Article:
Are government regulations bad for America?
via AP

Are government regulations bad for America?

#RegulationsSaveLives
#RegulationsKillJobs
Join the conversation and vote below

Getting rid of government regulations was a centerpiece of Donald Trump's campaign, and he's already signed an executive order that requires federal agencies to cut two existing regulations for every one they implement. He and other conservatives argue government regulation hampers business and harms job growth. But others insist Wall Street and corporate America must be regulated to safeguard our economy, protect our environment, and defend the rights of all citizens. What do you think? 📈

The Votes Are In!
#RegulationsSaveLives
#RegulationsKillJobs

The president just held a ceremony in which he used a pair of gold scissors to cut a giant piece of red tape. President Trump argues we need to roll back regulations in order to create jobs and stimulate economic growth.

“This is what we have now,” the president said, gesturing toward stacks of paper that appeared to be more than 6 feet tall. “This is where we were in 1960,” he continued, this time motioning toward much smaller, shin-high stacks of paper. Both stacks were connected by ceremonial red tape from the bottom of one stack to the top of the other. Reporters could not tell what was actually on the papers.

No one likes regulations, just like no one likes going to the DMV. But we can't just leave it up to the free market to make sure drivers have licenses, food doesn't contain poison, or bankers don't take risks that threaten the global economy. Many think government regulation is an occasionally annoying but a necessary aspect of living in a capitalist society.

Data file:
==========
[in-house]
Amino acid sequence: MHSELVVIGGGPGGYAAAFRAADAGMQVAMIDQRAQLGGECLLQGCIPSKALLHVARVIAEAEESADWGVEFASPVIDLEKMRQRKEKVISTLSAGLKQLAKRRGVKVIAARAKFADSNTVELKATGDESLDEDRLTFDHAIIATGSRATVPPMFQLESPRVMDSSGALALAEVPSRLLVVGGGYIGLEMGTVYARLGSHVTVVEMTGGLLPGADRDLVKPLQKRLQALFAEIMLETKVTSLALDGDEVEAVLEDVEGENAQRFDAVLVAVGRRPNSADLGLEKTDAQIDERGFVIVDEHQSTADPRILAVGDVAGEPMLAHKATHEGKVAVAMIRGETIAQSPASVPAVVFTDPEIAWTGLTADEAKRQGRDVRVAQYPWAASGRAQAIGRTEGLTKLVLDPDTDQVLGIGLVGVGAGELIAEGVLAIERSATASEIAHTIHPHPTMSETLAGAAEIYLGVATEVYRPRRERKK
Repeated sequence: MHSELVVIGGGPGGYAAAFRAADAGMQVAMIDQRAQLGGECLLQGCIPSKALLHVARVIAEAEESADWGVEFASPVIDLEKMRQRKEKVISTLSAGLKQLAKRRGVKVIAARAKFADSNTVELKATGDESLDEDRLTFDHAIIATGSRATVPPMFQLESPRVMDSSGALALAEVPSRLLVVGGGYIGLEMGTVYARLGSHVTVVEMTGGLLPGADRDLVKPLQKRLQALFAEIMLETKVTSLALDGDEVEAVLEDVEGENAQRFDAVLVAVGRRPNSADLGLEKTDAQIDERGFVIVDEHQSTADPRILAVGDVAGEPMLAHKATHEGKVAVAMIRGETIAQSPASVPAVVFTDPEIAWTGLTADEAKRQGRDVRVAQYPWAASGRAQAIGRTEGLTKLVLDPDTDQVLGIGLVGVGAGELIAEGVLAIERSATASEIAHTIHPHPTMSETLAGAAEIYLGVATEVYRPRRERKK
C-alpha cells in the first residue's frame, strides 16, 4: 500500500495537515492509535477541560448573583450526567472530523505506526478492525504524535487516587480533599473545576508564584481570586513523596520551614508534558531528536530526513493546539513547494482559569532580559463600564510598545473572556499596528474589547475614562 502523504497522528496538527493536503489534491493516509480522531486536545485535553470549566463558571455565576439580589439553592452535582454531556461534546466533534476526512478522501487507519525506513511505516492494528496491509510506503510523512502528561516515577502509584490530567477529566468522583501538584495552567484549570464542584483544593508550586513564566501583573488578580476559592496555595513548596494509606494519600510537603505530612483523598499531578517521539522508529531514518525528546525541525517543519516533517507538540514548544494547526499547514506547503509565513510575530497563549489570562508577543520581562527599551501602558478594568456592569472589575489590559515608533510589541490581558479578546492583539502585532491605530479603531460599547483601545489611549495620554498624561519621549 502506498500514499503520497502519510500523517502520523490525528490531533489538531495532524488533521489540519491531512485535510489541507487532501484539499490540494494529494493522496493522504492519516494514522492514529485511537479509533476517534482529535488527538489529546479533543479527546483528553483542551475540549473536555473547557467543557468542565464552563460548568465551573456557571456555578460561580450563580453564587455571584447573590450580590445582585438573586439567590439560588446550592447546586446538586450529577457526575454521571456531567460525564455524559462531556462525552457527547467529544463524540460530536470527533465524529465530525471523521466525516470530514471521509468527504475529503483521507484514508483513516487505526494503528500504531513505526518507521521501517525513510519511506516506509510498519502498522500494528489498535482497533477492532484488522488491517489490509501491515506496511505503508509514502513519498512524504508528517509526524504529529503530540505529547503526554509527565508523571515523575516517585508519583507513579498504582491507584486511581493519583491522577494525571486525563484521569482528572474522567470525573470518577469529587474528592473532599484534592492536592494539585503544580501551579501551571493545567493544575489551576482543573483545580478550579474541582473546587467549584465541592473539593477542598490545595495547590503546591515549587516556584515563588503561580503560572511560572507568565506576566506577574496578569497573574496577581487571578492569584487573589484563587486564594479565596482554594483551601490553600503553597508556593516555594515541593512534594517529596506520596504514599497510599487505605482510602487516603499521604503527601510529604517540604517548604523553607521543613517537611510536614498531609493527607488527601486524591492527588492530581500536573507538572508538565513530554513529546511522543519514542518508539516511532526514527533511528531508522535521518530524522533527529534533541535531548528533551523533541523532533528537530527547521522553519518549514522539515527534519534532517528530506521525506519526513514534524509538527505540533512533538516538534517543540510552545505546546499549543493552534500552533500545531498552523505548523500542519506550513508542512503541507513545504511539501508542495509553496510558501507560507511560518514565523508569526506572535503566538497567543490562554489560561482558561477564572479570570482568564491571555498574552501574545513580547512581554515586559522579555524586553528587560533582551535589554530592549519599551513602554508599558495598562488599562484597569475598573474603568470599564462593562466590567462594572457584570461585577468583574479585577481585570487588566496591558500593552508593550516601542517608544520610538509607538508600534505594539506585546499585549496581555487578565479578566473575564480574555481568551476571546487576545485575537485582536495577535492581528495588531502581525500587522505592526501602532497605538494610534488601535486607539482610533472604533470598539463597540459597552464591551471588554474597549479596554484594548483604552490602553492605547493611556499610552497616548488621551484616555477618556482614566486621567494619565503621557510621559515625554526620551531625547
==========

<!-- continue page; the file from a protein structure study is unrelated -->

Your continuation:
What Trump calls "job-killing regulations" others call "life-saving protections."

Do fantasy sports really needs to be regulated? Should little kids need licenses to run lemonade stands? Should the government care if people want to sunbathe topless? With the numerous crises facing our nation, many people just want the government to get out of the way. We need to make it easier for people to start businesses, not more difficult.

Government, at every level — federal, state, and local — is, with increasing regularity, inserting itself into every aspect of our lives. Whether it’s our bedroom, our wallet, our medicine cabinet, or our refrigerator, there seems no area of our life that lawmakers don’t believe it is their business to regulate according to their morals, judgment, preferences, or whims.

On the other hand: exploding coal mines, children dying in daycare centers, deadly fires in high-rise buildings and rampant sexual harassment in the workplace are pretty good arguments that American businesses need some sort of regulation.

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